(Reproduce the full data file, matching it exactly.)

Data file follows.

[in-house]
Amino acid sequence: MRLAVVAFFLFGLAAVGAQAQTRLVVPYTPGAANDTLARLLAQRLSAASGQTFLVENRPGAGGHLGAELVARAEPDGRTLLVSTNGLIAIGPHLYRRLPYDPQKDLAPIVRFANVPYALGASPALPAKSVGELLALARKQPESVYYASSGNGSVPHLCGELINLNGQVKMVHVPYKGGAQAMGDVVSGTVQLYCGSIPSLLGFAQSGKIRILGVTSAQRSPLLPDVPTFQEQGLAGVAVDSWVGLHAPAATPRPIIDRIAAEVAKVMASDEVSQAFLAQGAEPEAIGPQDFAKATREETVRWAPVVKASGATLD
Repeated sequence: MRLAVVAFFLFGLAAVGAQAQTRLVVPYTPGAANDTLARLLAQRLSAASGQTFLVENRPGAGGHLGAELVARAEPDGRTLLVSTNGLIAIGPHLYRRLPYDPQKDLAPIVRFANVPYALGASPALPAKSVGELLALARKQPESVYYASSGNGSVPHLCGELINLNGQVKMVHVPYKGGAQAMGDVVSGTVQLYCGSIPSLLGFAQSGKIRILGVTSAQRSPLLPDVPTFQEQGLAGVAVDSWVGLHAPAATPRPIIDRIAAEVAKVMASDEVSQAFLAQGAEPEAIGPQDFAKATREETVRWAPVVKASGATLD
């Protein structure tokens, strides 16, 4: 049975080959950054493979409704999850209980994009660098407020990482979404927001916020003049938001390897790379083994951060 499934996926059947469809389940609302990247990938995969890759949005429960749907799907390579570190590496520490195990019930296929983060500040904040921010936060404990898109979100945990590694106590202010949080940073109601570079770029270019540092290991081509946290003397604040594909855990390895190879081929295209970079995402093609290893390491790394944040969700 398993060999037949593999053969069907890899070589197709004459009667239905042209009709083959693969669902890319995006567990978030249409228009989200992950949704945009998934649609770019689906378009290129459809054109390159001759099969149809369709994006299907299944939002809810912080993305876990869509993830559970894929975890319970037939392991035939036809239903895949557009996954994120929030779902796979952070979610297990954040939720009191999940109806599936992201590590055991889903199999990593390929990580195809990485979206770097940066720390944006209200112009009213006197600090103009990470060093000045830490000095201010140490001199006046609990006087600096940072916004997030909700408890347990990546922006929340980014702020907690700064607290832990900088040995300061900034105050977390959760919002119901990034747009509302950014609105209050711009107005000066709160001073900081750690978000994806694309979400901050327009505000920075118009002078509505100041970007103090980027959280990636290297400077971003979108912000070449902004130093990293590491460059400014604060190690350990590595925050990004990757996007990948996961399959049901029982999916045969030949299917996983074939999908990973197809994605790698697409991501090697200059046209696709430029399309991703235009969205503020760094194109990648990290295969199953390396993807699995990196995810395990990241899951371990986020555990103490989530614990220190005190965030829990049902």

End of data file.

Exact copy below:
[in-house]
Amino acid sequence: MRLAVVAFFLFGLAAVGAQAQTRLVVPYTPGAANDTLARLLAQRLSAASGQTFLVENRPGAGGHLGAELVARAEPDGRTLLVSTNGLIAIGPHLYRRLPYDPQKDLAPIVRFANVPYALGASPALPAKSVGELLALARKQPESVYYASSGNGSVPHLCGELINLNGQVKMVHVPYKGGAQAMGDVVSGTVQLYCGSIPSLLGFAQSGKIRILGVTSAQRSPLLPDVPTFQEQGLAGVAVDSWVGLHAPAATPRPIIDRIAAEVAKVMASDEVSQAFLAQGAEPEAIGPQDFAKATREETVRWAPVVKASGATLD
Repeated sequence: MRLAVVAFFLFGLAAVGAQAQTRLVVPYTPGAANDTLARLLAQRLSAASGQTFLVENRPGAGGHLGAELVARAEPDGRTLLVSTNGLIAIGPHLYRRLPYDPQKDLAPIVRFANVPYALGASPALPAKSVGELLALARKQPESVYYASSGNGSVPHLCGELINLNGQVKMVHVPYKGGAQAMGDVVSGTVQLYCGSIPSLLGFAQSGKIRILGVTSAQRSPLLPDVPTFQEQGLAGVAVDSWVGLHAPAATPRPIIDRIAAEVAKVMASDEVSQAFLAQGAEPEAIGPQDFAKATREETVRWAPVVKASGATLD
């Protein structure tokens, strides 16, 4: 049975080959950054493979409704999850209980994009660098407020990482979404927001916020003049938001390897790379083994951060 499934996926059947469809389940609302990247990938995969890759949005429960749907799907390579570190590496520490195990019930296929983060500040904040921010936060404990898109979100945990590694106590202010949080940073109601570079770029270019540092290991081509946290003397604040594909855990390895190879081929295209970079995402093609290893390491790394944040969700 398993060999037949593999053969069907890899070589197709004459009667239905042209009709083959693969669902890319995006567990978030249409228009989200992950949704945009998934649609770019689906378009290129459809054109390159001759099969149809369709994006299907299944939002809810912080993305876990869509993830559970894929975890319970037939392991035939036809239903895949557009996954994120929030779902796979952070979610297990954040939720009191999940109806599936992201590590055991889903199999990593390929990580195809990485979206770097940066720390944006209200112009009213006197600090103009990470060093000045830490000095201010140490001199006046609990006087600096940072916004997030909700408890347990990546922006929340980014702020907690700064607290832990900088040995300061900034105050977390959760919002119901990034747009509302950014609105209050711009107005000066709160001073900081750690978000994806694309979400901050327009505000920075118009002078509505100041970007103090980027959280990636290297400077971003979108912000070449902004130093990293590491460059400014604060190690350990590595925050990004990757996007990948996961399959049901029982999916045969030949299917996983074939999908990973197809994605790698697409991501090697200059046209696709430029399309991703235009969205503020760094194109990648990290295969199953390396993807699995990196995810395990990241899951371990986020555990103490989530614990220190005190965030829990049902």